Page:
“I’ve thrown on two different parts of the horseshoe, so it’s not something where I’ve had the same grip since I was 14 years old. When I was playing in Boston, [pitching coach] Juan Nieves was always on me about the label of the baseball. He’d tell me, ‘Don’t let the hitter see the label on the baseball.’ From that point on, I started always gripping it on the same spot — I fine-tuned it so that’s how I was holding the ball — and I haven’t changed since.”
Dan Straily, Miami Marlins
“The story of my slider isn’t as cool as you might expect. I went to college with a guy named Shane Farrell. His father is John Farrell, so he had a little bit of a pitching background behind him. He threw this cutter-slider kind of pitch, and I was looking for something, so he showed me the grip one day.
“I was working on it in my first full season of professional baseball, and in this one game, I got a guy 0-2 and my catcher put down a three. I figured, ‘Well, I’ve been working on a slider,’ so I threw it. It didn’t make it to home plate — I bounced it — but I struck out the hitter. I was like, ‘Oh, the guy swung.’ Next hitter, two strikes and my catcher calls for a slider. I throw it, and it doesn’t make it to home plate. Another strikeout. I’m like, ‘Huh. Maybe I’m on to something here.’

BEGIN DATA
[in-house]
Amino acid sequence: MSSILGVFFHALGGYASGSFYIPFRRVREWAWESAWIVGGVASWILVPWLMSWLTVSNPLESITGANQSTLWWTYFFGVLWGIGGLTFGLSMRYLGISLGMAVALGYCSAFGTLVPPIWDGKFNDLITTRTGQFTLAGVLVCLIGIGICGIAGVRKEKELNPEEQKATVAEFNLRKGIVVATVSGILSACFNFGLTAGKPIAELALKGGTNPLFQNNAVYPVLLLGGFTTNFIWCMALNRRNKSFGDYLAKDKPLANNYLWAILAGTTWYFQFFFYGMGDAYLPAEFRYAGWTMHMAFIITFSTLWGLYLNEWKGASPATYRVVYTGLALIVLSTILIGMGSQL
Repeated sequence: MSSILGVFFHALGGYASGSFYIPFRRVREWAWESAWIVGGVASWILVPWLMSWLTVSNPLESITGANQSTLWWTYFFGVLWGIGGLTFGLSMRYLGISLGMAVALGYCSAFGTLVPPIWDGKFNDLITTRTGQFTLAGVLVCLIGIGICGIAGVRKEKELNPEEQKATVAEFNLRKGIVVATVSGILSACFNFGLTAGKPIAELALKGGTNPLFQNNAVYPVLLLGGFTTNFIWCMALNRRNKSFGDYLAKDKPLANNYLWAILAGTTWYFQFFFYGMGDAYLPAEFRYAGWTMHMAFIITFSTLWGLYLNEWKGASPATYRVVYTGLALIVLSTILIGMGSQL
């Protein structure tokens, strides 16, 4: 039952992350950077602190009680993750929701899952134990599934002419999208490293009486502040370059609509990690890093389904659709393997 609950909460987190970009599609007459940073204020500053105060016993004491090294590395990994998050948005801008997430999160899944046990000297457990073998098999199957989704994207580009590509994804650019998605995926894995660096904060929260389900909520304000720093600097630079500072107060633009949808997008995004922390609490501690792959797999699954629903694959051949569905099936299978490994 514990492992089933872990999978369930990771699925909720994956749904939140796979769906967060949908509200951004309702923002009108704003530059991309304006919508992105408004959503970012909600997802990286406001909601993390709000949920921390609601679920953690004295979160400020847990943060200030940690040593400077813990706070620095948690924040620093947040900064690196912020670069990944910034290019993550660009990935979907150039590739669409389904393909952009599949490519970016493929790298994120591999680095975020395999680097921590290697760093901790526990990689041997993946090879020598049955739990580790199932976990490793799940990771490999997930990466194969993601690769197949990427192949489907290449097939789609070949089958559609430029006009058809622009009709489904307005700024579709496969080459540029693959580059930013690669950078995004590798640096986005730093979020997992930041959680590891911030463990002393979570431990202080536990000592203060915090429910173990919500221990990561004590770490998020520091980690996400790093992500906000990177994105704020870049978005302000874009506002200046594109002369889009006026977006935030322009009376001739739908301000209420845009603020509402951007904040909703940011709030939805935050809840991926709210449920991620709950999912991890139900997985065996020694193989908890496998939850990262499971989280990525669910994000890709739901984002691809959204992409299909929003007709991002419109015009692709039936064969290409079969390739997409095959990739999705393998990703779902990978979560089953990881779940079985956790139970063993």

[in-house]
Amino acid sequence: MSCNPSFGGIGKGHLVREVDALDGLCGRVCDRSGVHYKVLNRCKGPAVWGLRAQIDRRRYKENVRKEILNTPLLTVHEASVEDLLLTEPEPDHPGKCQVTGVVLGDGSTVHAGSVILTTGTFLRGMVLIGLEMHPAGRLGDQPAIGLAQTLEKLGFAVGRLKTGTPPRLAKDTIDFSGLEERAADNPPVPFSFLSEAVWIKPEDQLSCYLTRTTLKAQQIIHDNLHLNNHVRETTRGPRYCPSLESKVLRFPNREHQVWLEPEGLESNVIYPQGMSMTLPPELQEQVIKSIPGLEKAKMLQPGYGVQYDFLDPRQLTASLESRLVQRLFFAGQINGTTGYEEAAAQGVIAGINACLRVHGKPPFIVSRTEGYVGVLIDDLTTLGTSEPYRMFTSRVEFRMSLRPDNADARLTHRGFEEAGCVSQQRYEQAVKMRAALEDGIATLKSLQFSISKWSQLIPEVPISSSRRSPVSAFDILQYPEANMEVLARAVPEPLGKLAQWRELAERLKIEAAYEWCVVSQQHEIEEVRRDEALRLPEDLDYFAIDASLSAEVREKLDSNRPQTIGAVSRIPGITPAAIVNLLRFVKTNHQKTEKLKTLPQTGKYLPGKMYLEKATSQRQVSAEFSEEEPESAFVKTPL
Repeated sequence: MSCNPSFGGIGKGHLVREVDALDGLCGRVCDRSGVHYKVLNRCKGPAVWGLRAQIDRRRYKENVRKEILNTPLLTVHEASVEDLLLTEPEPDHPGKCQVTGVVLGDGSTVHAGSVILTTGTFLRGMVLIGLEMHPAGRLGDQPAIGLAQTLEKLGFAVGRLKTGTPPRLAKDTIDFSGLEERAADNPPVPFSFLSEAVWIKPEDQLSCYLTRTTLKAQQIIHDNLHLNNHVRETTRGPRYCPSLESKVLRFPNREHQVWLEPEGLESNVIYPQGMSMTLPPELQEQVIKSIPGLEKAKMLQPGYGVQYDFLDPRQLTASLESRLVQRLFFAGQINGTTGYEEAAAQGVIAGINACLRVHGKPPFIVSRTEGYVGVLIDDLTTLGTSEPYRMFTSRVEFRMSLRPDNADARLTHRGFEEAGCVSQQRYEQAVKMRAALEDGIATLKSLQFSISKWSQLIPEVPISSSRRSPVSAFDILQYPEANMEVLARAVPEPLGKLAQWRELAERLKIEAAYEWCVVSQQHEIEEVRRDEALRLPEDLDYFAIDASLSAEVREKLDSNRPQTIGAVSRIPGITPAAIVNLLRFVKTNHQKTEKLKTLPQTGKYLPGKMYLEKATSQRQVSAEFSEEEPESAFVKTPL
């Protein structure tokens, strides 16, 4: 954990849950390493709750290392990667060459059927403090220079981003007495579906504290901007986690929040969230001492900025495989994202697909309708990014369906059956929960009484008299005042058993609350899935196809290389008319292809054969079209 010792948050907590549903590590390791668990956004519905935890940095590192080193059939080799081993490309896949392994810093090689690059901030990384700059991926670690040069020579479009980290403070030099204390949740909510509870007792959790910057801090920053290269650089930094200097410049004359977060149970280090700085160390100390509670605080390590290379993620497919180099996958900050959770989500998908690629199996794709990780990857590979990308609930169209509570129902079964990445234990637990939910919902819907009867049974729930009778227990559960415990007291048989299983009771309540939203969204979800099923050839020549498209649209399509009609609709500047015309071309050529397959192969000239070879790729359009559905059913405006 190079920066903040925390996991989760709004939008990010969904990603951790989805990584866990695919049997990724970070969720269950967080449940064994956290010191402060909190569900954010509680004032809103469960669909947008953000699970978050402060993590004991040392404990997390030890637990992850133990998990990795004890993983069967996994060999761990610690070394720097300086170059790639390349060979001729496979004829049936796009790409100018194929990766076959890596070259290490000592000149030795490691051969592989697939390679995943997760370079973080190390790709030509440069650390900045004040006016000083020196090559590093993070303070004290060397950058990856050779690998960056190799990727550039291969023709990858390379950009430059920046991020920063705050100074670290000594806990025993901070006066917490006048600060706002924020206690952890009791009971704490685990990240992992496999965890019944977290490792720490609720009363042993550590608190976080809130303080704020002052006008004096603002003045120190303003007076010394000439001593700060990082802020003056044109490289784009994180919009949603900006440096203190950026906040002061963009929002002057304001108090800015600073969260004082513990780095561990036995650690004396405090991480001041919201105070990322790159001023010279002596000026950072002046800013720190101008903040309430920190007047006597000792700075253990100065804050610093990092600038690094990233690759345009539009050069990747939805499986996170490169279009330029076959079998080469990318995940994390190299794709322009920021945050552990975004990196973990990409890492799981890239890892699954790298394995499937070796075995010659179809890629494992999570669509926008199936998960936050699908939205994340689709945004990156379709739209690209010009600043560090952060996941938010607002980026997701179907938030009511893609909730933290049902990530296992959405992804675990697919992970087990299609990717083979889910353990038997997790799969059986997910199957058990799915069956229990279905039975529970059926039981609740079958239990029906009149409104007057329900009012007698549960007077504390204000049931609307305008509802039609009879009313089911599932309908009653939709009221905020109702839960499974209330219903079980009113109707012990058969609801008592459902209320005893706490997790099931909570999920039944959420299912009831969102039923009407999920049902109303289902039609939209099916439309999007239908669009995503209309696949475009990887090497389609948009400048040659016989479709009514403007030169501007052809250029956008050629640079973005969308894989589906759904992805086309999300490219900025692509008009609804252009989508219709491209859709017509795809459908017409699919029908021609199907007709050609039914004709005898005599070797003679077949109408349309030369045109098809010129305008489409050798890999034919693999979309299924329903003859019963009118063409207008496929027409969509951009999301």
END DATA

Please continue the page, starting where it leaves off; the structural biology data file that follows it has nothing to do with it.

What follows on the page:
“That’s how it began. I had this grip, but I didn’t really have… this was before analytics, back in 2010, so there was a lot of guess work. It was a lot more results-based with everything. If you throw it and guys don’t hit it, you must be doing something right. That kind of thing. It wasn’t ‘This pitch has this kind of spin, and this kind of that.’ The one thing I was told early on is that it didn’t have a dot like most sliders do, and that’s why it’s good.
“It’s been that one pitch for me that’s always there. Of all the 130 starts I’ve had in the big leagues, you can probably count on one hand the times it hasn’t been there for me. It’s kind of right there with the fastball. There are times I have more command of my slider than my fastball. It’s a pitch I can throw at any time and have faith that it’s going to get the results I’m looking for.
“It’s the same exact grip from 10 years ago when I first picked it up. I don’t try to do anything different. I’ve changed my fastball grips more than I’ve ever changed my slider grip. It’s who I am as a pitcher. And I actually only throw it on the days I pitch. I don’t throw it in sides. I don’t throw between starts. I did throw a few today after long toss, but we’re talking five or six. Normally, I just throw it once the game gets here every fifth day.”
David Laurila grew up in Michigan's Upper Peninsula and now writes about baseball from his home in Cambridge, Mass. He authored the Prospectus Q&A series at Baseball Prospectus from December 2006-May 2011 before being claimed off waivers by FanGraphs. He can be followed on Twitter @DavidLaurilaQA.